Thimphu’s lifestyle

In 2007 the Ministry of Health conducted a survey in Thimphu to assess the state of non-communicable diseases in the capital. The results showed that we live dangerously. For example:

  • One out of every five adults consumed tobacco – they either smoked or used smokeless tobacco.
  • One third of the adult population consumed alcohol regularly. One third of them were associated with hazardous drinking and binging.
  • Most adults did not exercise to meet minimum health requirement. More than three-fourths of adults did not get any exercise at all during their free time.
  • Two thirds of the adult population did not eat adequate fruits and vegetables.

The results also showed that our sedentary and indulgent lifestyles were already causing needless suffering. For instance:

  • One out of every ten adults was receiving treatment for hypertension. One fifth of the adult population had raised blood pressure.
  • One tenth of the adult population was either diabetic or suffered immediate risk of developing diabetes.
  • Over half of the adults were overweight.

That was the story back in 2007. I wonder how it would look like today. It’s time for another survey, the results of which will probably force us to take non-communicable diseases seriously.

But some data is already available. The following table, prepared by Dr Gampo Dorji of the Department of Public Health, shows a disturbing trend.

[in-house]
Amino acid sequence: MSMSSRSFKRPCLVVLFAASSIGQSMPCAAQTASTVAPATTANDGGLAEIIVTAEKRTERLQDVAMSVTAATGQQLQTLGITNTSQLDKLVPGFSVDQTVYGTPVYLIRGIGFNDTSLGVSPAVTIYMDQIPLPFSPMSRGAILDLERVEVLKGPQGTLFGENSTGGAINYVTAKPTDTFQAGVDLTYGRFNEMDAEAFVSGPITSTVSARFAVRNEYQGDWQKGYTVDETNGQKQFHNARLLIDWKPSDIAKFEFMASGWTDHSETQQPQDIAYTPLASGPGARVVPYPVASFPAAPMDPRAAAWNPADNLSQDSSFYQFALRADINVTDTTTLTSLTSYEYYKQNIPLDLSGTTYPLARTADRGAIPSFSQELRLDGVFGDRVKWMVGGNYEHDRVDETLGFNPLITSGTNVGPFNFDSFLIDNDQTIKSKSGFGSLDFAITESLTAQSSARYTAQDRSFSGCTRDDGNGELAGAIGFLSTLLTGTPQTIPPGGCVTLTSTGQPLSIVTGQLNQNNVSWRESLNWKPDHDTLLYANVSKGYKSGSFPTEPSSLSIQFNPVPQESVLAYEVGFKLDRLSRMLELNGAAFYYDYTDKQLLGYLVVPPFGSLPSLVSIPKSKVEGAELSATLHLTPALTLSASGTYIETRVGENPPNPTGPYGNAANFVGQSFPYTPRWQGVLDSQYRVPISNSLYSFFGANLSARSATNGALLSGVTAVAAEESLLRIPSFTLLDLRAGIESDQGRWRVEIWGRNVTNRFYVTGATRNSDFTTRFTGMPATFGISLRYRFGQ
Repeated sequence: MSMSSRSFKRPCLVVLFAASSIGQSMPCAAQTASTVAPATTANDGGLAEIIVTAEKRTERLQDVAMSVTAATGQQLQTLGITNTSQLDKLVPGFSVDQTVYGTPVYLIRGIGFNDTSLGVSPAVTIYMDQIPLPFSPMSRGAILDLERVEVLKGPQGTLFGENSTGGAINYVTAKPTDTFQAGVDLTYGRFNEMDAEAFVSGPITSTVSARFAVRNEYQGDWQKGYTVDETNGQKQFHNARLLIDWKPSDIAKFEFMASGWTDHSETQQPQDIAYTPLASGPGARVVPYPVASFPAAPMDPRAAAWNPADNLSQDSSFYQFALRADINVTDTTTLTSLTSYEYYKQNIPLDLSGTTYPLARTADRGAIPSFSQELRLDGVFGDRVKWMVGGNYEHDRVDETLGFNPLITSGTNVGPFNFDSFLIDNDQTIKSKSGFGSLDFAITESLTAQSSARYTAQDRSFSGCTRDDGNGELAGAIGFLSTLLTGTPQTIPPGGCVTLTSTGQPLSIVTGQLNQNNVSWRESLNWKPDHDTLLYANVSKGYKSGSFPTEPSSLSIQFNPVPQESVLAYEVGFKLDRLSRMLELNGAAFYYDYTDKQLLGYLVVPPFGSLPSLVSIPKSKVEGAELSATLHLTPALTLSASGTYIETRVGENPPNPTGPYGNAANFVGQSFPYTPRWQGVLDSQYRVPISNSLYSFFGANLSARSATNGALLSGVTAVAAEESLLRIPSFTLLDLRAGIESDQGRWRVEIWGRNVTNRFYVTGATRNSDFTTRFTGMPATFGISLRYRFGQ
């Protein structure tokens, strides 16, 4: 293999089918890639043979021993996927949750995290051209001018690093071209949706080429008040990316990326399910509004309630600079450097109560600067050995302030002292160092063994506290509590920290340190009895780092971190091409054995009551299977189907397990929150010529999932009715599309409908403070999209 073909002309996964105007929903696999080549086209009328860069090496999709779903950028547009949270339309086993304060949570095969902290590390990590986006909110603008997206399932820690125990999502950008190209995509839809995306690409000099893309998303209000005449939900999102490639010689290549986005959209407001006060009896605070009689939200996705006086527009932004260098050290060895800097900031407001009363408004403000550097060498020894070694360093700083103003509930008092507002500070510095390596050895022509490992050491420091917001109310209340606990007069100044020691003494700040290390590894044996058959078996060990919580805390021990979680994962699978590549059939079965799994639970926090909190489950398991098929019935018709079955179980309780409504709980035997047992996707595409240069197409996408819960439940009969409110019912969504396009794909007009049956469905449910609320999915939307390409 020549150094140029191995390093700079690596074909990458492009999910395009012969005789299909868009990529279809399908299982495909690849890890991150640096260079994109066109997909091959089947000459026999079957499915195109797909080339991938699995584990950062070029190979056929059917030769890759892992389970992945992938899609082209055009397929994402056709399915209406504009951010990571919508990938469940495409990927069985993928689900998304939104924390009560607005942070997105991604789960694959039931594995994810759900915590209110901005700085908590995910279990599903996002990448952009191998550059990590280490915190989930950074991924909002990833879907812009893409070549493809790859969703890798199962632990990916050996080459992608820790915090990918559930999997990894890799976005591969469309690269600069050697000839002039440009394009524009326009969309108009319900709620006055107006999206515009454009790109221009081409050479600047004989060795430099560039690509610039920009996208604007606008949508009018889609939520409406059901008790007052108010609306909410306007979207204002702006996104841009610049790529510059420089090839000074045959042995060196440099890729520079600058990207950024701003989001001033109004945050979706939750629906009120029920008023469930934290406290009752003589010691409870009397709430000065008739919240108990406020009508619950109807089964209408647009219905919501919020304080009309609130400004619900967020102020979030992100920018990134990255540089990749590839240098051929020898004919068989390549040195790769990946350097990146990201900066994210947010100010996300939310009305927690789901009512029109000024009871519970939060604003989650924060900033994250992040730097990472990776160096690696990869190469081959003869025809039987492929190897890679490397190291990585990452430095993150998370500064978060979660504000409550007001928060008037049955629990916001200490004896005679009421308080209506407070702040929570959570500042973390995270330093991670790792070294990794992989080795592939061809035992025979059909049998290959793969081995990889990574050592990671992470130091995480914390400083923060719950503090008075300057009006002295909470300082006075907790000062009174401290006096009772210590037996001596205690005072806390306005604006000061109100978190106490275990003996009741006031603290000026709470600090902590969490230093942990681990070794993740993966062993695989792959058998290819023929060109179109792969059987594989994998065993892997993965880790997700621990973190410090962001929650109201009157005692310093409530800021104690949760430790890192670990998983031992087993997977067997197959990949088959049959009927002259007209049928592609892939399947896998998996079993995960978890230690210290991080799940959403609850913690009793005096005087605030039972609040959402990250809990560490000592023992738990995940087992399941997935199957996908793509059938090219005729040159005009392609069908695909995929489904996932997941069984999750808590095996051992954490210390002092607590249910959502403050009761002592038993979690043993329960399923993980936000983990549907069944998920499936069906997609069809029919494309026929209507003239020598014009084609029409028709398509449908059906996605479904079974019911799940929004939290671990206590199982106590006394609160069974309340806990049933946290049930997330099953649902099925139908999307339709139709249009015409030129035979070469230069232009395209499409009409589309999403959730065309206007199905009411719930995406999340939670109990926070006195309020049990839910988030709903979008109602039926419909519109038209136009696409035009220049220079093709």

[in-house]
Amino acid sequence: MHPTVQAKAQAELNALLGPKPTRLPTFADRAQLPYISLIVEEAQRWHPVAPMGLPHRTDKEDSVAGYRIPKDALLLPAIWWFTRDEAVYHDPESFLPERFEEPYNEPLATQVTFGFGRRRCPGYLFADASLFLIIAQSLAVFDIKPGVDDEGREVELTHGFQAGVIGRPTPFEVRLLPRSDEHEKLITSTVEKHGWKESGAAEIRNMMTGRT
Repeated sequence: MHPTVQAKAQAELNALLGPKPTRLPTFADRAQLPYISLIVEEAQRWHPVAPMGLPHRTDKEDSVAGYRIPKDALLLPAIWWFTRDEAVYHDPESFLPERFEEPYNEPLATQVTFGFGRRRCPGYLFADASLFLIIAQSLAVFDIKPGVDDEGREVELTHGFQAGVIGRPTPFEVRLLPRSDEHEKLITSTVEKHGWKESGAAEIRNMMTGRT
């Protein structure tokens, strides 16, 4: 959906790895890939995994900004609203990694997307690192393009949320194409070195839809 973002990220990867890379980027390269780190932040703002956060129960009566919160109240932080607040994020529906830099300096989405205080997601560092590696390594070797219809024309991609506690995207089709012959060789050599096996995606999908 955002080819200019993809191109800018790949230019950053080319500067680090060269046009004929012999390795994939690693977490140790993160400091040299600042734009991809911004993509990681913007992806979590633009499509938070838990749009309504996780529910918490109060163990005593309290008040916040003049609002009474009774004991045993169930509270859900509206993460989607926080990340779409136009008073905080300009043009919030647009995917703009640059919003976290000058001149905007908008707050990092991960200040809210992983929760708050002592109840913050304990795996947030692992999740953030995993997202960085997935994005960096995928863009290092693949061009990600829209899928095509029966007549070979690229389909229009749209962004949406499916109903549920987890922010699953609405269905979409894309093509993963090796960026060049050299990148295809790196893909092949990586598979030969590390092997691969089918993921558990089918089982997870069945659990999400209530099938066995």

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  1. Straight drive says:

    Honourable OL,
    Thank you for providing this data on status of NCDs in Bhutan. From it, the most worrying piece is on the 65851 cases of transport/work related injuries, which makes up more than 2/3th of the cases. Most of these victims are young, healthy and bread earners for families. We need to put something in place to minise these incidences.
    At the moment in our country, there is no real law in place to find out the causes of deaths or injuries in these cases.
    Almost all RTAs are attributed to either speeding or vehicular failures and we donot bother to find out whether any form of natural disease or influences from drugs/alcohols/medications could have contributed to accidents.
    I m of the opinion that, like in other countries, thorough investigation of the victims, both dead and living, is needed in addition to the inspection of the vehicles, to find out the causes for the accidents.

  2. When road safety is discussed in Bhutan, it is only the road size, the traffic size and traffic rules that is focused. Other safety measures are beyond the sight of the policy makers, planners and the builders of raod in Bhutan. Look at the un-widened or the widened roads in the kingdom, the engineering term “Super elevation” is nowhere applied. Quite a number of over speeding, brake failure and foggy weather accidents could be prevented if this engineering dimension is implemented in the road structures.

    Very unfortunate for failure of many theories in the practice!

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